Kroger Co snapped up Albertsons Cos Inc in a $25bn deal on Friday, creating a US grocery behemoth to better compete with leader Walmart Inc on prices while bracing for antitrust scrutiny.
The mega-merger between the Number 1 and 2 standalone grocers in the United States will bring under one roof nearly 5,000 stores that include banners such as Albertsons’ Safeway and Kroger-owned Ralphs and Fred Meyer.
The deal could, however, stifle competition and lead to higher prices for American shoppers already grappling with this year’s surge in inflation, according to some analysts.
To help ease those concerns, the companies have charted plans to divest some stores and Albertsons is ready to spin off a standalone unit to its shareholders immediately before the Kroger deal closes. The new public company is estimated to comprise as many as 375 stores.
“We have a clear path to achieve regulatory approval with divestitures,” company executives reassured investors on a conference call on Friday, adding that it was still too early to narrow down which markets the restructuring would occur in.
Neil Saunders, managing director of GlobalData Retail, said “these [concerns] are mostly local issues where a merger produces a very high market share in certain areas. From a broader national perspective, a combined Kroger and Albertsons does not pose any major threat to the competitive dynamics of the market.”
“Scale is necessary to deliver the prices and investments that consumers demand.”
Battle for lowest prices
With a customer base of 85 million households and 66 distribution centres, Kroger and Albertsons would together have an edge over negotiations on product prices with suppliers, including consumer goods companies, at a time when prices of groceries and essentials are soaring in the country.
Kroger said it expects to reinvest about half a billion dollars of cost savings from deal synergies to reduce prices for customers. An incremental $1.3bn will also be invested into Albertsons.
Market leader Walmart has been doubling down on its own grocery business and has traditionally used its scale to demand the lowest possible prices from food and beverage suppliers, leaving rivals at a disadvantage in price negotiations.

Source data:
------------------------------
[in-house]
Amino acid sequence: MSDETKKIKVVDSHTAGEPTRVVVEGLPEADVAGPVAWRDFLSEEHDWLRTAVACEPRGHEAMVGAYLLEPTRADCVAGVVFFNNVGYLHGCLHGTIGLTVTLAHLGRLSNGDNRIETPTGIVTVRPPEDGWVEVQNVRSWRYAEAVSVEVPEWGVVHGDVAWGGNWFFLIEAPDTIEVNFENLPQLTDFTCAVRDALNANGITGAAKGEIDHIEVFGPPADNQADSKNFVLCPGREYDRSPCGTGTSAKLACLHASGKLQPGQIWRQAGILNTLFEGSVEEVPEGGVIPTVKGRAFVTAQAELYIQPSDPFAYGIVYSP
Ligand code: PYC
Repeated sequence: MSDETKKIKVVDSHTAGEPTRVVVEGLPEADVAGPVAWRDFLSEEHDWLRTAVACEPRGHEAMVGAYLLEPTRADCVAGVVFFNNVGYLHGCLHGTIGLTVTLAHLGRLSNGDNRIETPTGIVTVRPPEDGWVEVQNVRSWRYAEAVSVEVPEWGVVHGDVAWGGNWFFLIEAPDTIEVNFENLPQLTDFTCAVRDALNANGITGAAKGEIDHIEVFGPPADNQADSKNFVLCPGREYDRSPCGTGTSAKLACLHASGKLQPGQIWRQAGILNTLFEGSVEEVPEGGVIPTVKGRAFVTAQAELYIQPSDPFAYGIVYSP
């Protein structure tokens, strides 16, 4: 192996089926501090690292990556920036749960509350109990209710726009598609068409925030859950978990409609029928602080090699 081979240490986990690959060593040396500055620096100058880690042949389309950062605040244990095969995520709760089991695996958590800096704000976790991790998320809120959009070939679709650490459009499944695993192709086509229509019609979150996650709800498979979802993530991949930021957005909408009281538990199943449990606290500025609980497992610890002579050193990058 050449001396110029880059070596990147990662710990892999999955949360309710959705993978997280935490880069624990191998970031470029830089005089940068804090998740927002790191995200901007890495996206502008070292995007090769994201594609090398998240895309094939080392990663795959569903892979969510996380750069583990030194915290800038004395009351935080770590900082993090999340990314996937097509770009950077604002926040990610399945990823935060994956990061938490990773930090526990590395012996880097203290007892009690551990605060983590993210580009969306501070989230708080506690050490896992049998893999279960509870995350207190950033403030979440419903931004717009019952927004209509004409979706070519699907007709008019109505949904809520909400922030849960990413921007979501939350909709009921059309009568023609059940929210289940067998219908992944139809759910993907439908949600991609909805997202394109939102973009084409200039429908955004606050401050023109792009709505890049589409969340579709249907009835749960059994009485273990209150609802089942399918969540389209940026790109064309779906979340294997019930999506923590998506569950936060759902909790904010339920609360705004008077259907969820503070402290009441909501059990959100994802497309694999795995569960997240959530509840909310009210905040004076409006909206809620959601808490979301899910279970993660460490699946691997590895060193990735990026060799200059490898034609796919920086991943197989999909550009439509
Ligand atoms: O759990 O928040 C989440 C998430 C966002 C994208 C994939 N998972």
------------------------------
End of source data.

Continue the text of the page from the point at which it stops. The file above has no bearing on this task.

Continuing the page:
“The merger will accelerate our position as a more compelling alternative to larger and non-union competitors,” Kroger Chief Executive Officer Rodney McMullen said.
Together, the stores would control about 13 percent of the US grocery market, assuming the sale or closure of a few hundred stores for antitrust reasons, according to JP Morgan analyst Ken Goldman.
Still, that is a distant second to Walmart’s 22 percent share. Amazon, which bought Whole Foods in 2017, is also a growing player in the space, with a 3 percent share. Warehouse store Costco controls 6 percent.
Value chains like Aldi and Dollar General – which have a combined 4 percent market share – have also been squeezing traditional grocers like Kroger and Albertsons, particularly as red-hot inflation pushes people to cut costs.
Goldman said a stronger combined company could possibly help tame food price inflation, since it would have more power to reject food producers’ price increases. The two chains combined have 34,000 private-label products at various price points that compete directly with food manufacturers.
Kroger will pay $34.10 for each Albertsons share, representing a premium of about 33 percent to the stock’s closing price on Wednesday, a day before media reports emerged of a deal between the two.
Shares of Albertsons were down about 6 percent in morning trading, after closing up 11 percent on Thursday, while Kroger’s stock was down about 3 percent.
Ohio-based Kroger plans to fund the deal using a combination of cash on hand and proceeds from $17.4bn in debt financing in place from Citi and Wells Fargo. It would also have to pay Albertsons $600m if the deal is terminated.
After the deal close, which is expected in early 2024, Kroger CEO McMullen will continue to serve as the head of the combined company.